What Were the Papal States?

A statue of St. Peter in front of the Basilica Papale di San Pietro in Vatican City.  Editorial credit: Evan El-Amin / Shutterstock.com
A statue of St. Peter in front of the Basilica Papale di San Pietro in Vatican City. Editorial credit: Evan El-Amin / Shutterstock.com

The Papal States were territories in central Italy under the direct rule of the papacy. The states were also known as the State of the Church, the Republic of St Peter, the Pontified States, or the Church States. The papal control of the territory began in the mid-8th century and lasted until 1870 over which the extent of power and the geographical boundaries changed severally. The geographic boundaries of the territories include today's Marche, Lazio, Umbria, and Emilia-Romagna.

Origin of the Papal States

In the 4th century, the bishops of Rome and the Catholic Church acquired lands around the city and governed them as the Patrimony of St Peter. In the early 5th century, the Roman Western Empire collapsed, and the Eastern Empire was weakened such that it could not control the entire territory. The population turned to the Catholic Church and the popes for protection and aid. Immigrants began settling on the land acquired by the church around Rome because it was much safer compared to other parts of the Roman Empire. In the 8th century, the Roman Eastern Empire could no longer protect Italy from invaders prompting Pope Gregory II to break ranks with the empire. Pope Gregory III succeeded the former and established a self-control rule in all lands owned by the Catholic Church thus creating the Papal States.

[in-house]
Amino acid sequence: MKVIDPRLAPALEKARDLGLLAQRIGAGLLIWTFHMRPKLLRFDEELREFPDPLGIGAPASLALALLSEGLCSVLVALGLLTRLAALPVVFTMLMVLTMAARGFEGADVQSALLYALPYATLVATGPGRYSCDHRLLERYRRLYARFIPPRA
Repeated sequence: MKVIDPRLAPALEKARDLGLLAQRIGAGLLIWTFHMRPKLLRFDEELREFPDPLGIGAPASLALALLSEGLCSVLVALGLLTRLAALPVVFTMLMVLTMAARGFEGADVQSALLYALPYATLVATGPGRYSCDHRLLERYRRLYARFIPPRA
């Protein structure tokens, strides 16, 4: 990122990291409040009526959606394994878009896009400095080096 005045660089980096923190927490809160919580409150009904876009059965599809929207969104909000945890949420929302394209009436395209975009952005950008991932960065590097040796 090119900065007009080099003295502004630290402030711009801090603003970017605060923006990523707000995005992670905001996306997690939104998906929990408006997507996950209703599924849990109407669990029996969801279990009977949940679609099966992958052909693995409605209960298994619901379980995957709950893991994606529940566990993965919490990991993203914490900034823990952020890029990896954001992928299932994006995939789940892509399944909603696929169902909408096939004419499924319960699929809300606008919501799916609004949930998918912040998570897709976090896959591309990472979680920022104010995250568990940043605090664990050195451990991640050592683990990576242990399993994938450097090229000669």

Papal States throughout the Middle Ages

The Papal States managed to remain calm and peaceful over the next few centuries as the rest of Europe experienced volatile political tensions. In theĀ 9th century, the Carolingian empire collapsed and the papacy came under the control of wealthy Romans. In the early 12th century, regional governments began to form in Italy. Although the Catholic popes tried not to interfere, the governments forming in papal territory became problematic and led revolts in the mid-12th century. Despite the turbulence, the Republic of St Peters continued to thrive. The papal claims to the Papal States weakened in the 14th century as the popes no longer resided in Italy. The situation worsened when rival groups of popes sought to run the states from both Rome and Avignon.

Decline of the Papal States

Secularism spreading across Europe finally reached Italy and began chipping away parts of the papal territory. The Napoleonic Wars and the French Revolution had resulted in political instability and tension in the states, and the citizenry no longer had faith in the Catholic Church for protection. In the 19th century, leaders across the country to unify the nation and the Papal States were annexed and placed under the control of Italy. In 1817, Italy successfully annexed the papal territory ending the existence of the Papal States. The Catholic Church and the popes were left in a temporal limbo. In 1929, the Lateran Treaty established Vatican City in Rome as an independent state under the control of the pope.


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